* In ''Film/SheDevil'', Ruth Patchett has a former secretary get her into her ex-husband's office after the young lady tells her that he has been stealing money from his clients. In order to get him caught, they transfer several times more money to his bank account than he was skimming off. Ruth describes in narration that she "wasn't framing Bob, just making his thievery more obvious."
* In the Mexican film ''Film/TodoElPoder'', the protagonists set a HoneyTrap to kidnap the DirtyCop who's leading the gang of robbers and kidnappers, in order to get a video confession from him; unfortunately, he dies of a heart attack before getting him to talk, so the protagonists make a fake video confession of him [[OfCorpseHesAlive using his corpse as a puppet]].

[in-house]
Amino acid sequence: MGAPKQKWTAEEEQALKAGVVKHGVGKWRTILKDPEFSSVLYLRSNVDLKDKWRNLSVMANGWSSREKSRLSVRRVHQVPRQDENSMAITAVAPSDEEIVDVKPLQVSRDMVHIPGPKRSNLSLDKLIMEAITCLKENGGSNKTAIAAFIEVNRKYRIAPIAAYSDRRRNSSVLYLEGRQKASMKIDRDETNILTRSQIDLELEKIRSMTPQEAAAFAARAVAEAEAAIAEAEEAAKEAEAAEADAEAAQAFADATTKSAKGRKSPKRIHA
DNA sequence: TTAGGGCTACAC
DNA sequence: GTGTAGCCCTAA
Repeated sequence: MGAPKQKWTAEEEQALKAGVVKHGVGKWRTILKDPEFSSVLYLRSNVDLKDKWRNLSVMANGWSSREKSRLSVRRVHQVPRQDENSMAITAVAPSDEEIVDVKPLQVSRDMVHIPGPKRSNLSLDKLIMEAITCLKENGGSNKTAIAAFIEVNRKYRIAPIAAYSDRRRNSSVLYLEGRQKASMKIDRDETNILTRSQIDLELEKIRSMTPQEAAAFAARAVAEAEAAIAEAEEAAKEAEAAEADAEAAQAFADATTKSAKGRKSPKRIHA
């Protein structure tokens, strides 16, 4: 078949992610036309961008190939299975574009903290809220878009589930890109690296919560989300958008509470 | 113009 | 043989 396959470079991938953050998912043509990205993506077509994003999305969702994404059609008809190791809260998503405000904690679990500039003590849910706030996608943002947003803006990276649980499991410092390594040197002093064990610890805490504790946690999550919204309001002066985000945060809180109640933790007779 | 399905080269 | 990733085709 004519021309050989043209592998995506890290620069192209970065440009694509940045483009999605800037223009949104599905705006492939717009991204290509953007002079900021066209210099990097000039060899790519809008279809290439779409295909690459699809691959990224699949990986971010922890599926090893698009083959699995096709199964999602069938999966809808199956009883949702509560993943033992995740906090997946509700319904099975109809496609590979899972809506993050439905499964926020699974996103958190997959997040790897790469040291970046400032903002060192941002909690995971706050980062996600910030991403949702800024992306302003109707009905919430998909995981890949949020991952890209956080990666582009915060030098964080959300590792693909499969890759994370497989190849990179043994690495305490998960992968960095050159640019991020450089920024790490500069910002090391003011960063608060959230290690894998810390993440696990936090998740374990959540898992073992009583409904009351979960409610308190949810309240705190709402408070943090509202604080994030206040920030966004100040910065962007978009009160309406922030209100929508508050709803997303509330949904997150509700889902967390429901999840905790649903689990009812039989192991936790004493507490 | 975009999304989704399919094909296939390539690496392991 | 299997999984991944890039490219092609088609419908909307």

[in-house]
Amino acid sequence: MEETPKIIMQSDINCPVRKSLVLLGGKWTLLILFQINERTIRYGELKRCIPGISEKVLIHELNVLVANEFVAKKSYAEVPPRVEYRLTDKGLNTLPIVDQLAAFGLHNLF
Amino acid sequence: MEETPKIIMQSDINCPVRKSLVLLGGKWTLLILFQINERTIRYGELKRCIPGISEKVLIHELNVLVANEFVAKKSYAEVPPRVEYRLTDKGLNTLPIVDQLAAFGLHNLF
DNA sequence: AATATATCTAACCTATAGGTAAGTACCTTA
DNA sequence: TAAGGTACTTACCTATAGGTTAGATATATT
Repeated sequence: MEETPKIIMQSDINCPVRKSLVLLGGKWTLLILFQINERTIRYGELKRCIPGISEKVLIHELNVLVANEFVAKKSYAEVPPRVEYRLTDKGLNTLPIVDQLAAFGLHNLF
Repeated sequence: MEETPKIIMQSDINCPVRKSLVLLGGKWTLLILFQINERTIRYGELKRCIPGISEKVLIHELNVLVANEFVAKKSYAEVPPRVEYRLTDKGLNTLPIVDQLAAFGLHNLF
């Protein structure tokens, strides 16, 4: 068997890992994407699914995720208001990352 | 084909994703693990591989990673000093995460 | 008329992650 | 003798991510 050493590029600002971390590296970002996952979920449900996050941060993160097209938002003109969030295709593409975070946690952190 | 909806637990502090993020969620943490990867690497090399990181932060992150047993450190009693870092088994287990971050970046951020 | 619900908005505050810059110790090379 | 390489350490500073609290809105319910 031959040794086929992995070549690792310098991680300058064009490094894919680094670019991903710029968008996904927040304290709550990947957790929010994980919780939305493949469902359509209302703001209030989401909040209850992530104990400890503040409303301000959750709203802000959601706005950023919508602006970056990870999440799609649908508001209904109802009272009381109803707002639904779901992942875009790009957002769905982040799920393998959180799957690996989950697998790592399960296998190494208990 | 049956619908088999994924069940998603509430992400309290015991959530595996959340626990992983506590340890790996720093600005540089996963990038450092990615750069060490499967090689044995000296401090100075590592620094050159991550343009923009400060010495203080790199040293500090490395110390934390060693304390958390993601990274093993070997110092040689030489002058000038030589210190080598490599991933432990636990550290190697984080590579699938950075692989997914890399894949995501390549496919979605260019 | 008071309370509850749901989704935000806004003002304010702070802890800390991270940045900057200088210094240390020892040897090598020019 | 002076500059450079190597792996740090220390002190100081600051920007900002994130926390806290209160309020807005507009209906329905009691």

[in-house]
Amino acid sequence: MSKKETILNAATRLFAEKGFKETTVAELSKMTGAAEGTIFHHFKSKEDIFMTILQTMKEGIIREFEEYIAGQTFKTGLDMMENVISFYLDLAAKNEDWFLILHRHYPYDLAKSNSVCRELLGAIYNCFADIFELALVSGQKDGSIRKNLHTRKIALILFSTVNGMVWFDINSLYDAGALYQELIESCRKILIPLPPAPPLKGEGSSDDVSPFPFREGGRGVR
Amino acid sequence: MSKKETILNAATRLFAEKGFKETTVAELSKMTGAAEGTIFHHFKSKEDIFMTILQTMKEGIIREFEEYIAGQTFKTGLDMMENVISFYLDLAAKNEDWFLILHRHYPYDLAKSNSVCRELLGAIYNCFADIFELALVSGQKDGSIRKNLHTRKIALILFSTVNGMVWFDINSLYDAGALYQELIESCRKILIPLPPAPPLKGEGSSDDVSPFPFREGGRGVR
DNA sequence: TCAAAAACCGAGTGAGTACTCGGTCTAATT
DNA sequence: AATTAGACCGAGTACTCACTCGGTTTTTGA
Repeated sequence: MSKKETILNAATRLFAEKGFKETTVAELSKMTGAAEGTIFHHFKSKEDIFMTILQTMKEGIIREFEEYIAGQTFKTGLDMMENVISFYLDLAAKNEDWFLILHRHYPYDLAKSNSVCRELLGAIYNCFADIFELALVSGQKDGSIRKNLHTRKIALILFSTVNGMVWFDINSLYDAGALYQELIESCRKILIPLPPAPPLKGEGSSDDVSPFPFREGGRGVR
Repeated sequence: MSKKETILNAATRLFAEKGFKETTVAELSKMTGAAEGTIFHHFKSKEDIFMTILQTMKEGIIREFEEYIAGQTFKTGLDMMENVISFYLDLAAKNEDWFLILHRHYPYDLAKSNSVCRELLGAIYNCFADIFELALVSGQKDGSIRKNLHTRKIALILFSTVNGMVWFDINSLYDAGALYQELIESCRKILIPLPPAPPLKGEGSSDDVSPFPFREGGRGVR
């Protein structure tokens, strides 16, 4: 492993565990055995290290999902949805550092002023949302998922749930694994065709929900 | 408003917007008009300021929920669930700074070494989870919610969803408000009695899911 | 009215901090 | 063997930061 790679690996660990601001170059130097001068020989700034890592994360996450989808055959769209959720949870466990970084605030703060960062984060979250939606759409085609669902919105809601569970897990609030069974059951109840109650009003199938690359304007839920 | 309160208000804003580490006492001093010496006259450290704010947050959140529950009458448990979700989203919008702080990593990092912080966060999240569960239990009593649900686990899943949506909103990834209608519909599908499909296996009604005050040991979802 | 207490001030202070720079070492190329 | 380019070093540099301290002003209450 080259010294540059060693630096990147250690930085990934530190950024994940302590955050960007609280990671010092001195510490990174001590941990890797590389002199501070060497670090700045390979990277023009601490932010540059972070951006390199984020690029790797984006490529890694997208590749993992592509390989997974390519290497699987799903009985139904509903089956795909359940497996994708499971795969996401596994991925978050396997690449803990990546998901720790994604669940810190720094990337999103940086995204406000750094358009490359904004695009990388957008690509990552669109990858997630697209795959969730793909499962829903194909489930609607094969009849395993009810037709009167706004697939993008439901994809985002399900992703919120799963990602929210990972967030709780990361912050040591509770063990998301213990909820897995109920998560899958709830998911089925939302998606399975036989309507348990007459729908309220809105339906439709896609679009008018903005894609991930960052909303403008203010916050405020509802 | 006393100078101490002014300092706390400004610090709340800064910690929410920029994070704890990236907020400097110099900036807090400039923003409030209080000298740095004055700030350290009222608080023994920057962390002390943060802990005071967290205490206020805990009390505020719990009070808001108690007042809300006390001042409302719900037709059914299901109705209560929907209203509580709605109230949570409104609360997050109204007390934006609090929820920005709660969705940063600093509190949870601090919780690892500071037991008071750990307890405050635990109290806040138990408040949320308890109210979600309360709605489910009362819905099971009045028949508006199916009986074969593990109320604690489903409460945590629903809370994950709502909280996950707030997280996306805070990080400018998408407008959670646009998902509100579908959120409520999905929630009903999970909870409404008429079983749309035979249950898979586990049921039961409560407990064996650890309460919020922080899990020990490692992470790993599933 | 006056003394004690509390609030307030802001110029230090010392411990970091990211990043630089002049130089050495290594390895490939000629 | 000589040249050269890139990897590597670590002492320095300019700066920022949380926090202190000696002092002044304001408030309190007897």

* ''Film/TheIllusionist'': [[spoiler:The crown Prince has beaten and possibly even killed women before. But the murder accusation that eventually [[DrivenToSuicide drives him to suicide]] is actually false.]] The frame-up is so good, even he believes that he did it.
* ''Film/Fracture2007'': Detective Nunally suggests they plant evidence to insure Crawford gets convicted when the case is going south. Beachum refuses, though.

* In ''The Judge and His Hangman'', Comissar Bärlach comes up with a complicated scheme for disposing of the criminal he's been trying to convict for his entire career; it's a variant on framing the guilty.
* Happens in Val [=McDermid=]'s ''A Place of Execution'', where the man being framed for murder actually hasn't killed anyone, but is a multiple child rapist. [[spoiler:In fact, not only has he not killed anyone, the girl he's hanged for murdering ''isn't even dead''. She was one of his victims, he got her pregnant, and everyone in the village old enough to be trusted with the secret came together to whisk her away to relatives, then planted her torn underwear and enough of her blood to make it look like she was dead.]]